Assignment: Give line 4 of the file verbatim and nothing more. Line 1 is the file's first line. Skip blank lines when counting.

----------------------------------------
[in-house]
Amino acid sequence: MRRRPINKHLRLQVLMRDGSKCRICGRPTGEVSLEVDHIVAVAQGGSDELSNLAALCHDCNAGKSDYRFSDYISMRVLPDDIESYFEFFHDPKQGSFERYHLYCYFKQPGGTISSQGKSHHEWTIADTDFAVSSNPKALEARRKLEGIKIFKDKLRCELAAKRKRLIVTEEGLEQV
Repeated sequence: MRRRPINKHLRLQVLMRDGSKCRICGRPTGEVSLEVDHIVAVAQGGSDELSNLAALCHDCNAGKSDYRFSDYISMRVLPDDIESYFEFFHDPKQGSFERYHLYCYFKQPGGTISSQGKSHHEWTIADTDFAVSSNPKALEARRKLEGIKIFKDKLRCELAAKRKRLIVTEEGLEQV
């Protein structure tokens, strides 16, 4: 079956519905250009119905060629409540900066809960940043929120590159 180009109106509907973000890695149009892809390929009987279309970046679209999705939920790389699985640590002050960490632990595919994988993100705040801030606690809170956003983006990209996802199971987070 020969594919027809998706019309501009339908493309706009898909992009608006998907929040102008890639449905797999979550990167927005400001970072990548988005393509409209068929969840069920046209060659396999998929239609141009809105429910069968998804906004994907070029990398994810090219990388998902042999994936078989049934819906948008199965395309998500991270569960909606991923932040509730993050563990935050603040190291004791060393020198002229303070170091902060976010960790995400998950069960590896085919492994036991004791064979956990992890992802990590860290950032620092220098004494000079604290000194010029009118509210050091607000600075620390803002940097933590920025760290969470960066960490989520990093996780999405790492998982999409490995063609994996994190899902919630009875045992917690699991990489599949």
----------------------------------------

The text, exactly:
């Protein structure tokens, strides 16, 4: 079956519905250009119905060629409540900066809960940043929120590159 180009109106509907973000890695149009892809390929009987279309970046679209999705939920790389699985640590002050960490632990595919994988993100705040801030606690809170956003983006990209996802199971987070 020969594919027809998706019309501009339908493309706009898909992009608006998907929040102008890639449905797999979550990167927005400001970072990548988005393509409209068929969840069920046209060659396999998929239609141009809105429910069968998804906004994907070029990398994810090219990388998902042999994936078989049934819906948008199965395309998500991270569960909606991923932040509730993050563990935050603040190291004791060393020198002229303070170091902060976010960790995400998950069960590896085919492994036991004791064979956990992890992802990590860290950032620092220098004494000079604290000194010029009118509210050091607000600075620390803002940097933590920025760290969470960066960490989520990093996780999405790492998982999409490995063609994996994190899902919630009875045992917690699991990489599949």